Ideally, the naming of Twitter handles should be covered in a companies social media policy that employees are aware of. There should be some known protocol and procedures in developing any social media naming conventions, most especially around including company names.

Thoughts?? Our solicitors are requesting some test cases please!

9 things you need to know before using social media at work


See on Scoop.itSocial Media Policies in the Work Place

Here’s what we’ve learned from a 600-person survey — and what we want to share with you about using social media at work. (Should you use #SocialMedia at work?

Vivienne Storey‘s insight:

Interesting!

See on venturebeat.com

Here’s What’s Missing from Your Company’s Social Media Policy | JD Supra


See on Scoop.itSocial Media Policies in the Work Place

For a legal perspective, we asked attorneys writing on JD Supra to tell us what, in their experience, they most often found to be missing from workplace social media policies. We knew…

Vivienne Storey‘s insight:

Some great tips to managing social media positively in the work place.

See on www.jdsupra.com

Misuse of internet and social media driving 15% rise in workplace disciplinaries


See on Scoop.itSocial Media Policies in the Work Place

Disciplinaries in the workplace have risen by 15% over the past year according to research from specialist HR recruiter Ortus. On … (Facebook and Twitter at work prompt 15% rise in disciplinary measures at work.

Vivienne Storey‘s insight:

Some interesting stats reflecting the rise and rise of social media in the workplace.

See on www.hrreview.co.uk

Who Owns a Social Profile? You or Your Company?


See on Scoop.itSocial Media Policies in the Work Place

Insurance agencies of all sizes are taking their marketing campaigns online using various social media and networking platforms. Currently, there are about 450 different online social platforms.
See on www.linkedin.com

Regulating Social Media usage in your company


See on Scoop.itSocial Media Policies in the Work Place

Have you set rules to regulate the usage of Social Media within your company? Where is the limit between employees’ privacy and company’s rights?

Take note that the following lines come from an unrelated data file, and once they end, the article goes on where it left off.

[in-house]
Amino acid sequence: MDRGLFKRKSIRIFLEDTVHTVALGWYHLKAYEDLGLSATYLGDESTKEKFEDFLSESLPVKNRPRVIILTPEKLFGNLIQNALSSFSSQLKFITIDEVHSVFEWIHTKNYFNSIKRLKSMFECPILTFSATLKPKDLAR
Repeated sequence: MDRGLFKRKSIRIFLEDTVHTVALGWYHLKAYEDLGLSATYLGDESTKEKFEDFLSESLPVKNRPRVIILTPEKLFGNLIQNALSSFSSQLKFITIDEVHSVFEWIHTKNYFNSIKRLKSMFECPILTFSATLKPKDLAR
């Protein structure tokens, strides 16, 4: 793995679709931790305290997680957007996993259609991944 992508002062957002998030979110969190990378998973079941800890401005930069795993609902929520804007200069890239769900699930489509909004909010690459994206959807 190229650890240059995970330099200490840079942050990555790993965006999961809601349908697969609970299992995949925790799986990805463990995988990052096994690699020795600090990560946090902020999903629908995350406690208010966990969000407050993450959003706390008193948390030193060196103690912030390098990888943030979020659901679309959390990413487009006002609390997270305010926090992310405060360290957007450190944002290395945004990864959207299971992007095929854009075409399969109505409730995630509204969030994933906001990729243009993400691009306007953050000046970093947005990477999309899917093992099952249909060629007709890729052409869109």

See on www.julienrio.com

It’s a Good Policy to Have Social Media Rules in Writing – Room for Debate


See on Scoop.itSocial Media Policies in the Work Place

The best guidelines appeal to the self-interest of the employee and the online reputations that we all carry from job to job. By Phil Gomes.

Vivienne Storey‘s insight:

Great article from the New York Times focussing on the "tenets of online citizenship".

See on www.nytimes.com

When Social Sharing Goes Wrong: Regretting The Facebook Post : NPR


See on Scoop.itSocial Media Policies in the Work Place

Researchers explored the many ways what we say on Facebook get us in trouble and how offline and online regret aren’t the same. Users often don’t remember or know who might see their Facebook content until it’s too late.

Vivienne Storey‘s insight:

Some good insights into what you may inadvertantly share – and regret.

See on www.npr.org

Writing Your First Internal Social Media Policy? Here’s What You Need To Know


See on Scoop.itSocial Media Policies in the Work Place

Social Media policies have been in the news in the last week and it has brought up the same questions for many companies big and small – w (Writing Your First Internal Social Media Policy?

Vivienne Storey‘s insight:

I actually quite like the social media success wheel diagram in this article!

See on tweakyourbiz.com

Network Rail’s social media ‘clampdown’


See on Scoop.itSocial Media Policies in the Work Place

Network Rail begins a ‘clampdown’ on its employees use of social media. (Network Rail begins #socialmedia ‘clampdown’ for employees – do you have a social media policy in place?

Vivienne Storey‘s insight:

This is an interesting tack to take – do you see this as a "clampdown" or is it more of trying to ensure that the general publich get a controlled message?

See on www.bbc.co.uk

HR Magazine – A rise in employers using social media for internal communications, Towers Watson research finds


See on Scoop.itSocial Media Policies in the Work Place

Do you use social media at work, for work purposes? -http://t.co/XvWib7Fqr4

Vivienne Storey‘s insight:

This is an interesting trend. Are you using social media to communicate internally with employees?

See on www.hrmagazine.co.uk